On my last year of school, I got close to some friends and one of the teachers started an outdoor club and we started rock climbing. We went to Wales ... hiking canoeing and sailing.
That was a big part of my last year at school. Those friends I met are still some of my best friends today. We called ourselves the Crag Ratz and we even had hats made up.
Q: Did you get into mischief or play pranks?
A: It’s difficult to get into too much trouble, because in the UK, you can drink when you are 18, or even if you looked it. So I was going to pubs when I was 15.
One time it snowed, which was uncommon and it blocked all the roads to London. We took a Land Rover and tied a rope to it, and tied a feed sack to the end. We sat on the sack and went sliding down the road like we were water-skiing.
We spent a lot of time taking that Land Rover on weekends, in the woods getting stuck etc.
Q: What have you had for jobs?
A: Just paper routes and such.
Q: Did you go in the service?
A: When I was 19, I made my application to the Royal Marines – I passed that and went to a four-day recruiting course and that was in Devon. They basically run you through a mini version of what is basic training. They wanted to make sure we were prepared and to see if we were cut out for it. There was a three-month waiting period after that and in that time I did a lot of thinking. It was a 10-year commitment and I decided there were things I wanted to do before committing that long.
Q: What did you do?
A: I had a friend from Montreal and we had a warehouse job. The company moved and we got laid off. My friend told me I was welcome in Montreal anytime.
So in December, I went with $1,500 in my pocket.
After that I went back to the UK and got a job at the post office. While working there I saw a travel show speak about being a camp counselor so I did research and went to a camp near Oakland, Maine and taught kayaking along with being a counselor. I was around 25 at the time and I did that for two summers.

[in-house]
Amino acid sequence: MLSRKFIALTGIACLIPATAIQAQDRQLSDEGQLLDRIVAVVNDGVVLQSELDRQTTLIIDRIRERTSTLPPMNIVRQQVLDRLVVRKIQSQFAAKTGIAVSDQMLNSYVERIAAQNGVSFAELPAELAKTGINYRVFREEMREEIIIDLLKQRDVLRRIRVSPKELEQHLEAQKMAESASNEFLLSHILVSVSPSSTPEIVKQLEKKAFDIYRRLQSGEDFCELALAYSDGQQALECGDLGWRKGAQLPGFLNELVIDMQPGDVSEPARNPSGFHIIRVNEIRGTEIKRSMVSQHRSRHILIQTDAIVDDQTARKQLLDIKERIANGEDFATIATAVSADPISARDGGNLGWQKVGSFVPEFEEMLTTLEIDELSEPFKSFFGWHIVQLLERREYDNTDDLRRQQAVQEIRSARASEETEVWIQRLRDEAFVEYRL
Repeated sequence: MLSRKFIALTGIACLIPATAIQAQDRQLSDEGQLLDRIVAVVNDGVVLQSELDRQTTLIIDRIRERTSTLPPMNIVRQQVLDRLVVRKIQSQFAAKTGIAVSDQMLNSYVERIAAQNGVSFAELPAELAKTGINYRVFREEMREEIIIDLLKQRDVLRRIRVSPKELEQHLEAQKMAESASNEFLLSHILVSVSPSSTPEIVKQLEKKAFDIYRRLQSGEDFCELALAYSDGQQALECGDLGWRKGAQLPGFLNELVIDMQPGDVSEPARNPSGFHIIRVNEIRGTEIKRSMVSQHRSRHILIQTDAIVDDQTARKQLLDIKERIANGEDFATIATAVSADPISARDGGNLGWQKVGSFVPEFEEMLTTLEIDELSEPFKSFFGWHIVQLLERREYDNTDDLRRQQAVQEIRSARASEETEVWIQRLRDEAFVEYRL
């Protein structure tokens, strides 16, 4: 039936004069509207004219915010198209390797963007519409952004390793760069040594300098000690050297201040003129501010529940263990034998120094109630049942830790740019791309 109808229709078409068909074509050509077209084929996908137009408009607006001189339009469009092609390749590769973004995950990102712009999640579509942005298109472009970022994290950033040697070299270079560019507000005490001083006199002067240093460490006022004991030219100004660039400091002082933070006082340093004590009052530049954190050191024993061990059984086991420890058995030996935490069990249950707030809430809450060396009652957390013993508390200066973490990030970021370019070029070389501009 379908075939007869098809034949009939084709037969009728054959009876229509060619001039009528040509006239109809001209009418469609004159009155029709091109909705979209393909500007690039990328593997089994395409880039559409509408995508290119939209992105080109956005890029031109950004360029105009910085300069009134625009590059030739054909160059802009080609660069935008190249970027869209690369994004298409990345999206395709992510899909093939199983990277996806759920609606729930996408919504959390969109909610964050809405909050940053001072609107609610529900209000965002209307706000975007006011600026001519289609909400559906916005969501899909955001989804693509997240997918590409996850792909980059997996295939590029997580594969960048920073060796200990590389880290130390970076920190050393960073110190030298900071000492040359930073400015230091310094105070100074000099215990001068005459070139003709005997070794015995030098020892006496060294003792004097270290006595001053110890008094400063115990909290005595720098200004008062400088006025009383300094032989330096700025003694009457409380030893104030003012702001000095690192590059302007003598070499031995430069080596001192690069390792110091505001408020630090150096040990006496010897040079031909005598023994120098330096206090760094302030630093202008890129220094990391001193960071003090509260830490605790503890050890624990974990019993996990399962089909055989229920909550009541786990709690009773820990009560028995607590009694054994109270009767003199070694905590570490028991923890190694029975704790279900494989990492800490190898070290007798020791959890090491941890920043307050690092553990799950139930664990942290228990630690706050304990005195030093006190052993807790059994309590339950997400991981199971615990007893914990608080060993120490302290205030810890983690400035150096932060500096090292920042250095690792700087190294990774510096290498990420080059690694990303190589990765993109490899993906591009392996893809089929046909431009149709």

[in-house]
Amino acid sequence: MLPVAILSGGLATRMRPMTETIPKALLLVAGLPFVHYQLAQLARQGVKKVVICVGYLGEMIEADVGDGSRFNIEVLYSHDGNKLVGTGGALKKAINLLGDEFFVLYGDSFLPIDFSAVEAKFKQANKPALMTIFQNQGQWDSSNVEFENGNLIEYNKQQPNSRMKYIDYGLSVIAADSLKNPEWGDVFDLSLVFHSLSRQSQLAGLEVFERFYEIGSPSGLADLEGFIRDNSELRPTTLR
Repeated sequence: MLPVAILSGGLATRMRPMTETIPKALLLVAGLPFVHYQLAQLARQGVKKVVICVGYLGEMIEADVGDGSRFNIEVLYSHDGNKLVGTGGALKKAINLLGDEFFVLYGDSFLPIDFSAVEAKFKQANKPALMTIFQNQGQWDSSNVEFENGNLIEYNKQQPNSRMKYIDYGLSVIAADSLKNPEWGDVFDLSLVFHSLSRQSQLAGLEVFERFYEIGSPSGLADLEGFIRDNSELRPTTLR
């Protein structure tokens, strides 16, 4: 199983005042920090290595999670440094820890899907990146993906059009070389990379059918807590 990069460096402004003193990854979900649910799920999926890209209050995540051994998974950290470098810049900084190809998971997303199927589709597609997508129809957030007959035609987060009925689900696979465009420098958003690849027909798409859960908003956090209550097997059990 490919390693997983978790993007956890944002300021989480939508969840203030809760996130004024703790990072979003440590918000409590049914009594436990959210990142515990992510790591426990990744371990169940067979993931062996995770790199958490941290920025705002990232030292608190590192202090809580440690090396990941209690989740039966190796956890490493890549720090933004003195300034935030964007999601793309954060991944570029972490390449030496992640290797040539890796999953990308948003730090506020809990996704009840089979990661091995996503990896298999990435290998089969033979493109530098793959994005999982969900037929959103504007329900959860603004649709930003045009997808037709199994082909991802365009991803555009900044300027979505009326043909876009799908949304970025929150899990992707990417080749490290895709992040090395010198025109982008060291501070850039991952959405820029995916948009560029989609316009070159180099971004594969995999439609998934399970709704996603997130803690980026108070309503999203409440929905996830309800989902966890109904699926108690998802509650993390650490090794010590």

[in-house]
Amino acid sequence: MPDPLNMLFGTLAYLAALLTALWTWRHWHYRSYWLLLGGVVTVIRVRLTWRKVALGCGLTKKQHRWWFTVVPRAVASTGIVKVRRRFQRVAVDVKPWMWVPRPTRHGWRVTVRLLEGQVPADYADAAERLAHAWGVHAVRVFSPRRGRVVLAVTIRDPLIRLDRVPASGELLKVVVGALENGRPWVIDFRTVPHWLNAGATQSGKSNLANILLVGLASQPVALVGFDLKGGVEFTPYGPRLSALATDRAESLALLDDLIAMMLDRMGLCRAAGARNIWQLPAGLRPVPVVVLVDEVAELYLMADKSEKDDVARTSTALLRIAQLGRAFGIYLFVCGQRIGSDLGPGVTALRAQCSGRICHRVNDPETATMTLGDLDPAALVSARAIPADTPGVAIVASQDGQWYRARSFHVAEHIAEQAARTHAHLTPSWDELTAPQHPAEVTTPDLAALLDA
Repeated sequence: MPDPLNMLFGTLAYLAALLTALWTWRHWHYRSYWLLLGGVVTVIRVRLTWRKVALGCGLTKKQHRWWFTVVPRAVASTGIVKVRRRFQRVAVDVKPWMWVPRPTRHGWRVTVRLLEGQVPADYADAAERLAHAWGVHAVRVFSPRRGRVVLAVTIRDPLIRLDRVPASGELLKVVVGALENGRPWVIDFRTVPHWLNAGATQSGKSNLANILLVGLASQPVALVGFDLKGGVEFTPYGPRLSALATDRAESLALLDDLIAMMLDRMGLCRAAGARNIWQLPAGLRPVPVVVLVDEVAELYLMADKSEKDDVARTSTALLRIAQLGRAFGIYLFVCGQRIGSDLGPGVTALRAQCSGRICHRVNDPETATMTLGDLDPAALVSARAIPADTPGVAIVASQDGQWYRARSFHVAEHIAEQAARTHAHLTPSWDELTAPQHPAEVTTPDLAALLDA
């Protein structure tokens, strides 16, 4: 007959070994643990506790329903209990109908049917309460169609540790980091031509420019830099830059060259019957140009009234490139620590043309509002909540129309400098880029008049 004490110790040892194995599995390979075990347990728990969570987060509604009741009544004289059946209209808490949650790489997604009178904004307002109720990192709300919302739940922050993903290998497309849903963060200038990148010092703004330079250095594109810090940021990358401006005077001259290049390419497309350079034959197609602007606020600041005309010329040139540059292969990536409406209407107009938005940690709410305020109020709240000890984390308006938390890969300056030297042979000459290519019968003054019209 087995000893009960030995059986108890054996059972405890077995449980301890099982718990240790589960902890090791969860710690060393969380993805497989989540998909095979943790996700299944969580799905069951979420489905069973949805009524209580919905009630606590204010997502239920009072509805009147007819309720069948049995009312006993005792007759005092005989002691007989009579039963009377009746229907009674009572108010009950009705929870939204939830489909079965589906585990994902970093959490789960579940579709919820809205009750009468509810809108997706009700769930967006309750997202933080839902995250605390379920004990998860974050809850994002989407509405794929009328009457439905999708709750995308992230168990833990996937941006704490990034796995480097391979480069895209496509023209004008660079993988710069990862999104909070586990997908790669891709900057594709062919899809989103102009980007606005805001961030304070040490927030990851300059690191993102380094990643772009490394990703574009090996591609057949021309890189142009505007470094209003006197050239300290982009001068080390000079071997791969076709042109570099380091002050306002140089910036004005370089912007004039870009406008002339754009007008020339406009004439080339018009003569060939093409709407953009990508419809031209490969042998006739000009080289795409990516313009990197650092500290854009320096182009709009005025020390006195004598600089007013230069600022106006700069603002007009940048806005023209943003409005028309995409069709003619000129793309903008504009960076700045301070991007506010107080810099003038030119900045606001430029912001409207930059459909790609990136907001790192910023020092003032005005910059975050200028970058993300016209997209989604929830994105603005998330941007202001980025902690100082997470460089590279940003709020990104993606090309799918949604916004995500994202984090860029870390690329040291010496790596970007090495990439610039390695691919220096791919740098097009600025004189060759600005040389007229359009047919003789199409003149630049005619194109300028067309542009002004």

Q: How did you meet your spouse?
A: We had nights off at camp and we would go to Waterville and there was a nightclub there called Champions and I met Heather there. She was living in Buckfield at the time.
Heather knew someone in my van and came over to say hi.
Two years went by and she sent me a Christmas card back in England. We had been introduced so quickly I didn’t remember her name, so I decided to shoot a letter back off to her. After many long-distance calls and letters I came here in November of ’95 and we married in January of ’96.
Q: Are you a citizen?
A: I am a resident, which is different from a citizen. I got residency since Heather is an American. I did have to fill out a lot of paperwork and it cost a lot of money. So I pay taxes, I pay into Social Security, but I can’t vote, join the military or run for office.
Q: What did you do for work?
A: Construction in the summer and in the winter of ’97 I went to Sunday River and worked with the snow making crew. I loved that.
Q: Did you live anywhere else?
A: We decided to go to Denver to visit and it was such a cool place, we moved there in ‘98. We got jobs on the mountain and the world championships were there and I got to work the course.
We hadn’t been to England to visit for a while, so we decided to go there in the summer and come back in the fall. I got a job in construction and the three months ended up being three years and by then she was able to work in retail management.